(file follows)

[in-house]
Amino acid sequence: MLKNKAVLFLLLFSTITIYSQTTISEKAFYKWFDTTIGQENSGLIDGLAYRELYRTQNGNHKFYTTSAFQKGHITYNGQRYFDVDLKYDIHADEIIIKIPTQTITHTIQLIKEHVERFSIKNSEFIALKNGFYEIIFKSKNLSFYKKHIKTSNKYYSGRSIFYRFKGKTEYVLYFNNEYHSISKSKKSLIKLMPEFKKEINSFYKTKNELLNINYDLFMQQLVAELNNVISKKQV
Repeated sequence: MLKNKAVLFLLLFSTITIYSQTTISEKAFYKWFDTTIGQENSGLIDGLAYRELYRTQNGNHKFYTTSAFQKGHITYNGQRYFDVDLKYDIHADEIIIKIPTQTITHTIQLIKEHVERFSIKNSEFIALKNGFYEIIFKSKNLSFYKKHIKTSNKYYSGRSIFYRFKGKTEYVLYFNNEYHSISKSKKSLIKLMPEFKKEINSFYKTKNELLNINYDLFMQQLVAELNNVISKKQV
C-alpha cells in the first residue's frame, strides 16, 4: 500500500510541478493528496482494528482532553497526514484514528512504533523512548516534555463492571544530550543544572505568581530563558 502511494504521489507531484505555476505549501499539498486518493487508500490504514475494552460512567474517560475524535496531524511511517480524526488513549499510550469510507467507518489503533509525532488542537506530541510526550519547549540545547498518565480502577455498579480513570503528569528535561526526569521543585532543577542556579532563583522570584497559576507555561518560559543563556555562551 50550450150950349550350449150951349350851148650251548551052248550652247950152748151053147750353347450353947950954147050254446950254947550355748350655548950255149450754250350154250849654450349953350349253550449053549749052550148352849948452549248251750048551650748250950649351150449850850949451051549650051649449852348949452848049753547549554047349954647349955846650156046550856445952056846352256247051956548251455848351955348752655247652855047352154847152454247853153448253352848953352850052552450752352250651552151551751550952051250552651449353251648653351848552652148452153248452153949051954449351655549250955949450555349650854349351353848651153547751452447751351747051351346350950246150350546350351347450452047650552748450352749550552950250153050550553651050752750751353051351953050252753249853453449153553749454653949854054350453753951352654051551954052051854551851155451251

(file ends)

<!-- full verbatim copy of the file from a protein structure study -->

[in-house]
Amino acid sequence: MLKNKAVLFLLLFSTITIYSQTTISEKAFYKWFDTTIGQENSGLIDGLAYRELYRTQNGNHKFYTTSAFQKGHITYNGQRYFDVDLKYDIHADEIIIKIPTQTITHTIQLIKEHVERFSIKNSEFIALKNGFYEIIFKSKNLSFYKKHIKTSNKYYSGRSIFYRFKGKTEYVLYFNNEYHSISKSKKSLIKLMPEFKKEINSFYKTKNELLNINYDLFMQQLVAELNNVISKKQV
Repeated sequence: MLKNKAVLFLLLFSTITIYSQTTISEKAFYKWFDTTIGQENSGLIDGLAYRELYRTQNGNHKFYTTSAFQKGHITYNGQRYFDVDLKYDIHADEIIIKIPTQTITHTIQLIKEHVERFSIKNSEFIALKNGFYEIIFKSKNLSFYKKHIKTSNKYYSGRSIFYRFKGKTEYVLYFNNEYHSISKSKKSLIKLMPEFKKEINSFYKTKNELLNINYDLFMQQLVAELNNVISKKQV
C-alpha cells in the first residue's frame, strides 16, 4: 500500500510541478493528496482494528482532553497526514484514528512504533523512548516534555463492571544530550543544572505568581530563558 502511494504521489507531484505555476505549501499539498486518493487508500490504514475494552460512567474517560475524535496531524511511517480524526488513549499510550469510507467507518489503533509525532488542537506530541510526550519547549540545547498518565480502577455498579480513570503528569528535561526526569521543585532543577542556579532563583522570584497559576507555561518560559543563556555562551 50550450150950349550350449150951349350851148650251548551052248550652247950152748151053147750353347450353947950954147050254446950254947550355748350655548950255149450754250350154250849654450349953350349253550449053549749052550148352849948452549248251750048551650748250950649351150449850850949451051549650051649449852348949452848049753547549554047349954647349955846650156046550856445952056846352256247051956548251455848351955348752655247652855047352154847152454247853153448253352848953352850052552450752352250651552151551751550952051250552651449353251648653351848552652148452153248452153949051954449351655549250955949450555349650854349351353848651153547751452447751351747051351346350950246150350546350351347450452047650552748450352749550552950250153050550553651050752750751353051351953050252753249853453449153553749454653949854054350453753951352654051551954052051854551851155451251